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Summer of discontent? (Illustration by Michael Daley, after Giorgione)


The European question has been given a decisive answer by the British people. We believe it was the right one. And it is final. Three other questions remain. Why did it happen? What does it mean? And what will happen next?

In a prompt, dignified and justified resignation speech, David Cameron declared that the country required fresh leadership. He is correct: it was indeed his failure to lead the whole country, rather than just the metropolitan elites, that brought about his downfall. The referendum revealed all too clearly a division between the Haves and the Have-Nots, between those privileged by and those deprived of higher education, suggesting that Britain is hardly less divided than it was in 1845 when Disraeli warned of two nations “between whom there is no intercourse and no sympathy”. It was Chesterton who took up Disraeli’s critique: “Smile at us, pay us, pass us; but do not quite forget. / For we are the people of England, that never have spoken yet.”

Well, the people have spoken now. Two duumvirates — Blair and Brown followed by Cameron and Osborne — have presided over the widening and deepening of this chasm. Europe has been the catalyst for this latter-day peasants’ revolt. Lord Mandelson spoke for the self-appointed, self-aggrandising Europhile aristocracy when he dismissed the electorate’s verdict as “the worst day in post-war British history”. It didn’t feel like that for the masses of ordinary people who have now found their voice. For the people who woke up to find themselves living in a free country again, the defeat of the Europhile nobility feels like a liberation, even a revolution.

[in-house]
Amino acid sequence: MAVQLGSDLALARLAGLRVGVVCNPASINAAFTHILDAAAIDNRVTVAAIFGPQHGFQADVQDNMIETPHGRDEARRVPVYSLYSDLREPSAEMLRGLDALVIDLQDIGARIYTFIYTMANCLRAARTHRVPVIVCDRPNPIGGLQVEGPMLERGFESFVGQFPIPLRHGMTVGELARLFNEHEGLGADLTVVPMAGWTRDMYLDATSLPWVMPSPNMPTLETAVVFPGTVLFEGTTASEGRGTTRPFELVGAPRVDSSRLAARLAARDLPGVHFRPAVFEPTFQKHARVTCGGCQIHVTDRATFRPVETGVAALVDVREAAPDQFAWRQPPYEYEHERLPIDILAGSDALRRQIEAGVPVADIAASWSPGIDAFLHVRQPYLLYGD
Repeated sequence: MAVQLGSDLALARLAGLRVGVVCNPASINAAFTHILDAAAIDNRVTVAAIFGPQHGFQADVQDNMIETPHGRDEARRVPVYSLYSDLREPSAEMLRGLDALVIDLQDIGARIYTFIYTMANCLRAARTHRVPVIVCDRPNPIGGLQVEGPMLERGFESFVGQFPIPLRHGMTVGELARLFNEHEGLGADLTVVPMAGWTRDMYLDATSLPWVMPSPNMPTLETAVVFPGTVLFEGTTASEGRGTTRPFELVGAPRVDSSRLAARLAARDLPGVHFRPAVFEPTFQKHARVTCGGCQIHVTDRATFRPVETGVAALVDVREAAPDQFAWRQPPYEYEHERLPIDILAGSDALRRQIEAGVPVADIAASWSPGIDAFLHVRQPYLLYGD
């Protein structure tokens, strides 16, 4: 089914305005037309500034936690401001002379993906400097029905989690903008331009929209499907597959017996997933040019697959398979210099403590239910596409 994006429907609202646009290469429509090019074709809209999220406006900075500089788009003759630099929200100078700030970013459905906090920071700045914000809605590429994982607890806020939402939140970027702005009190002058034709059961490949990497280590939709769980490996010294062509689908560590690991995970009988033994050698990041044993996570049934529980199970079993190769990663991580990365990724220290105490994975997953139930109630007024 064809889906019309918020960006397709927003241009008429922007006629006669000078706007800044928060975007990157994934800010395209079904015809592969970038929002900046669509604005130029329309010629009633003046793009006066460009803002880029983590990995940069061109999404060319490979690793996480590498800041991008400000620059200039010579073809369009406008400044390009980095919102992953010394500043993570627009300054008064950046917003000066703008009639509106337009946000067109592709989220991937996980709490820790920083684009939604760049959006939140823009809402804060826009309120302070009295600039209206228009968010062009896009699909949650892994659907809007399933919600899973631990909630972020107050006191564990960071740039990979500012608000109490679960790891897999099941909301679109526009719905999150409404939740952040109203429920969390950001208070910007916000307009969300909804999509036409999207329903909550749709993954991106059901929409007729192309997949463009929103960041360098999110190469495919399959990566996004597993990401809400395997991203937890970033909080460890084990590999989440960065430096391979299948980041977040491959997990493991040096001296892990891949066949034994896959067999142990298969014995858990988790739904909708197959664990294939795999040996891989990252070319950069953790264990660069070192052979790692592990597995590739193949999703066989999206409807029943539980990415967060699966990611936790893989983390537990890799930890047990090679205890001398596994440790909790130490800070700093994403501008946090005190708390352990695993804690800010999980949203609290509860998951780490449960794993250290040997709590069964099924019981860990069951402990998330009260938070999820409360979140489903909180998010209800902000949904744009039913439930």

What does this result mean? It has been above all a vindication for two women: one alive, one dead. The Queen was enlisted on the Leave side early in the campaign, a claim firmly denied by the Palace. But there was no denial when later she was quoted as having asked her  guests: “Give me three good reasons why Britain should be part of Europe.” That was a clear signal that the Queen shares the Euroscepticism of the majority of her generation. Another member of that generation was Margaret Thatcher. Brexit was her posthumous triumph. Such a bouleversement might never have happened but for her inspirational articulation of the case against a European superstate.

For the moment, those who voted Leave, usually for reasons no less noble or unselfish than the other side, are being made to feel as if they had betrayed their country. The colossal condescension of the rulers to the ruled has mutated into fury. Europe, it turns out, was always a moral issue even more than an economic one. Since the result, expressions of social and intellectual snobbery towards the Leave regions have proliferated in the echo chamber of social media. Such malice would have shamed our Victorian ancestors. The hideous murder of the Yorkshire MP Jo Cox quite rightly shocked the nation; yet the Remain campaign tried to blame their opponents for an act of terrorism. The attempt failed, but it left a toxic legacy. The referendum had a high turnout and a clear result. It seems, however, that some of us have forgotten how to be good losers. A petition for a second referendum is doing the rounds; others are proposing to hijack the Conservative Party by the same entryist tactics that enabled Jeremy Corbyn to become Labour leader. Some will stop at nothing to stop Brexit.